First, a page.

Economic View


On how technology is revolutionising health care

To what extent is digitisation improving the provision of health care services in the UAE?

MICHAEL SCHELPER: If you look at the region, the UAE is leading the way in digitisation of the health care space. The majority of institutions already have pretty effective systems in place and are working to expand them even further. For most institutions, establishing an administrative system that centralised all medical records on one database was the first step, and now many are branching out to encompass other specialities and processes, all the while ensuring that these new systems are seamlessly integrated and that information can flow unencumbered between each.

On a practical level, this frees up time for care providers and clinical practitioners, allowing them to focus on treating patients and helping them live a healthier lifestyle. Additionally, if a nurse or doctor is no longer required to manually collect and input patient vital signs, it allows them to concentrate more on delivering care to their patients.

The National Unified Medical Record (NUMR) that is being implemented in Dubai will expand this central database function, so that it can operate on a nationwide basis. This will make it easier for information to be shared not just within a single institution, but also with all institutions across the UAE. For instance, your general practitioner will be able to easily share information with a specialist at a hospital, who will then be able to share information with your physiotherapist – all without having to physically send the information to the other person. Streamlining processes in this way will allow health care providers to focus on patient needs.

How are health-focused applications and technologies facilitating better health care?

SCHELPER: There are many health applications, with a high number of them designed for the treatment and prevention of chronic diseases that are common in the region, such as diabetes, obesity, hypertension and asthma. More and more diabetes patients, for example, have a tracker at home that monitors their blood sugar levels and sends reports to doctors, allowing practitioners to proactively manage a patient’s health and provide guidance. While pilot programmes like this have only been trialled in a few hospitals, they have shown positive results, so it is likely that similar programmes will be rolled out more extensively across the country in the near future. Once NUMR is in place it will be easier to implement large-scale, population-wide initiatives for health management.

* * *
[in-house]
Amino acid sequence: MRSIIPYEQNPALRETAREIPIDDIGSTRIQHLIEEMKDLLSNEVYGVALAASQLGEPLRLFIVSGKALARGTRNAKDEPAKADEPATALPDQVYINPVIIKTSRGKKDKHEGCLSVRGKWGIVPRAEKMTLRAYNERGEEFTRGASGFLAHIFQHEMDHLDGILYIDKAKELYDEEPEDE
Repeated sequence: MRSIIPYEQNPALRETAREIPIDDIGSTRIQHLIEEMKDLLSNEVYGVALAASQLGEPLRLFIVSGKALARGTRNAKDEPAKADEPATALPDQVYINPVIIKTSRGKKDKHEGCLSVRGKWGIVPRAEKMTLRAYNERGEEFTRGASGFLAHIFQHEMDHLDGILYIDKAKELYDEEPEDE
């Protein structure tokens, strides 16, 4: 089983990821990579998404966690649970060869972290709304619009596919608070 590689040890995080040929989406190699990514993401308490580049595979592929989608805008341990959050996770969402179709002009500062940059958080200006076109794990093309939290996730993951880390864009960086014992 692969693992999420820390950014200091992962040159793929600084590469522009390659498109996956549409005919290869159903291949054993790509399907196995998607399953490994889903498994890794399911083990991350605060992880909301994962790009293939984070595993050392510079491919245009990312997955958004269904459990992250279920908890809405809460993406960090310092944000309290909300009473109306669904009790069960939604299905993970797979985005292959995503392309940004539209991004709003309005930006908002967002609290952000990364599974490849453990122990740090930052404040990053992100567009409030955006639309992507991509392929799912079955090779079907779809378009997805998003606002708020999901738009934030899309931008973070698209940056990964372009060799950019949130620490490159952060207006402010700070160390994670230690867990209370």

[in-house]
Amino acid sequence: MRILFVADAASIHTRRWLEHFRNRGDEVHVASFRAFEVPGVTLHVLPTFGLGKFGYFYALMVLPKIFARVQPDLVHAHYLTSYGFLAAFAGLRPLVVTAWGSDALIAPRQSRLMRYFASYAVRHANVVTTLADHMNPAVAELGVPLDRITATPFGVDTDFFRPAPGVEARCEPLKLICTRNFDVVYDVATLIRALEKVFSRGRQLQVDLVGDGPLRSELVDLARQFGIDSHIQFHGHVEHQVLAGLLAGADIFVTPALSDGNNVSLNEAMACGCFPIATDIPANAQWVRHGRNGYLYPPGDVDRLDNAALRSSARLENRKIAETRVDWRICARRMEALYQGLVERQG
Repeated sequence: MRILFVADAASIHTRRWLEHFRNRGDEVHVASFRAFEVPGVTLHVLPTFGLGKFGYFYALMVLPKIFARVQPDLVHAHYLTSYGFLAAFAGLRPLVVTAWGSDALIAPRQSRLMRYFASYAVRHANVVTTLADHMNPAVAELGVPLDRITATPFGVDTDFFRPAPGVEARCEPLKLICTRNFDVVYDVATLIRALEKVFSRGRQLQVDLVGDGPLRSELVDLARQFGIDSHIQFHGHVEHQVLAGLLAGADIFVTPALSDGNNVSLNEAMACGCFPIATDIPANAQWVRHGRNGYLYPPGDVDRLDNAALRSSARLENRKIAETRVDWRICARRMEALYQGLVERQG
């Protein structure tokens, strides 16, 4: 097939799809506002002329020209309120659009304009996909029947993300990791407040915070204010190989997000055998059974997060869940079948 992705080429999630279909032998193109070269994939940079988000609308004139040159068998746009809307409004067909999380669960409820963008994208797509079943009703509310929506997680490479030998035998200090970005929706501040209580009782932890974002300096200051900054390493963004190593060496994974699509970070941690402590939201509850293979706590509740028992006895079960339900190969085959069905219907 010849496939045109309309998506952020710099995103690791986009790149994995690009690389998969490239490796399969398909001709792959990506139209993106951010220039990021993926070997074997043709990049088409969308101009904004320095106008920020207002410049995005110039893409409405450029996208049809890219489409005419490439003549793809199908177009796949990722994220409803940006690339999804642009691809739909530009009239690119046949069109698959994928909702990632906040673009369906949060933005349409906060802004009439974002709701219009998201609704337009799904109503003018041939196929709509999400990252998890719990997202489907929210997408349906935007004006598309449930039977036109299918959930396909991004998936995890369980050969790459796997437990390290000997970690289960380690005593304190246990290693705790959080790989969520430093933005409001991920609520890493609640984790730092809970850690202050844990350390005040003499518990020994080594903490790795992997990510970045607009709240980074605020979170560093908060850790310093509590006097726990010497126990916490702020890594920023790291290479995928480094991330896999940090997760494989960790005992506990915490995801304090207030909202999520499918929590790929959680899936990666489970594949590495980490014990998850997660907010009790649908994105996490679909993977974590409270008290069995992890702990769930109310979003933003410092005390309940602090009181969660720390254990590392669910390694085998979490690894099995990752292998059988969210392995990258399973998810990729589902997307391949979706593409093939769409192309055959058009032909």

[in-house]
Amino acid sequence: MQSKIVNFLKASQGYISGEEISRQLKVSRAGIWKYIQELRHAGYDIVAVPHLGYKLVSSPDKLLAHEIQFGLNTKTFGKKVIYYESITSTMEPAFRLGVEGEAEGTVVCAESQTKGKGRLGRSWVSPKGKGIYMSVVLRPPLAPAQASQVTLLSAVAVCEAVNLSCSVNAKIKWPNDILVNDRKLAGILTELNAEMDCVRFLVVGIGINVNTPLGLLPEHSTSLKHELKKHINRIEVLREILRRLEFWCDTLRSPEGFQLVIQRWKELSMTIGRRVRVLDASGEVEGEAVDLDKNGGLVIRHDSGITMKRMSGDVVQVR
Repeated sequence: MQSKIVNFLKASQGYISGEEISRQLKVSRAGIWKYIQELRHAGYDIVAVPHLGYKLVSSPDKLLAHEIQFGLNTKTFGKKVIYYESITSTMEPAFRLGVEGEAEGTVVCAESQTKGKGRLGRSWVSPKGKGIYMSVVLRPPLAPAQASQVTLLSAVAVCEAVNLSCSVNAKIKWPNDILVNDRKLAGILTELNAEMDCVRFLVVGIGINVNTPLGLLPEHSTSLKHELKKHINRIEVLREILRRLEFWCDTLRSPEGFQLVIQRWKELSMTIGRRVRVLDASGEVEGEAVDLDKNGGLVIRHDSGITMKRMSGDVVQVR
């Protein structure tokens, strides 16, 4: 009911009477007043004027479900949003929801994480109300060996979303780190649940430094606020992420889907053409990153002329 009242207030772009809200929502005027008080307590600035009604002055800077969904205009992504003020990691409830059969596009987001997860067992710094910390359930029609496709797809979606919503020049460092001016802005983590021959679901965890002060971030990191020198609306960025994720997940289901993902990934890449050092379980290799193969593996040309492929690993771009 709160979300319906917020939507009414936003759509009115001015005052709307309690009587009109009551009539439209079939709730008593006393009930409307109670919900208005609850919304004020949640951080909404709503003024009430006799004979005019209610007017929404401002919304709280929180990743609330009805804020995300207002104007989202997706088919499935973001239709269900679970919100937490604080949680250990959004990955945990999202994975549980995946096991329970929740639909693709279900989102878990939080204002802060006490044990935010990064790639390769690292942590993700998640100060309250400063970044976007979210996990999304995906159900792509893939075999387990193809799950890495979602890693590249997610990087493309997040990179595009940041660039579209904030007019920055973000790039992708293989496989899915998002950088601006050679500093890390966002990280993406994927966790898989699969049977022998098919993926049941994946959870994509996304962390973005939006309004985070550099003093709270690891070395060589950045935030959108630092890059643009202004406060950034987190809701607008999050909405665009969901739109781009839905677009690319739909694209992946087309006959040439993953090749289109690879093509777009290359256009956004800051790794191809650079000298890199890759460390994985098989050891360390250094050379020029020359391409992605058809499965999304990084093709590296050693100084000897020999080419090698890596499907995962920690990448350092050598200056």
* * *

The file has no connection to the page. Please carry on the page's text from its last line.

What role does the government play in promoting the adoption of new and innovative technologies in the health care sector?

SCHELPER: The UAE, and by extension Dubai, has the potential to leapfrog many more-developed countries in the health care space, mostly as a result of the proactive initiatives currently being pushed by the country’s leadership. Already, public institutions such as Abu Dhabi Health Services Company are utilising artificial intelligence (AI) in the oncology space, as it proved to be tremendously accurate in making diagnoses when trialled in other countries. AI is becoming increasingly sophisticated in diagnosing and prescribing treatments for diseases, allowing doctors to focus less on data collection and more on preventative care, as well as the coaching and guiding of their patients. Not only do such technologies free up time for practitioners, but they also promote knowledge sharing and more standardised recommendations and feedback, especially for routine ailments like the common cold. Essentially, it takes human error out of the treatment equation.

Technological advancements allow for greater data collection to take place before the patient even arrives at a medical facility. For example, there is a special type of clothing already being used, which can monitor blood pressure, temperature and other vital signs of the individual wearing it, with that information sent straight to primary care providers.

The UAE is committed to using technology to better the lives of its people. The country’s strategy of creating connected, digitised hospitals – alongside smart data-sharing initiatives – shows that the UAE is embracing innovative solutions.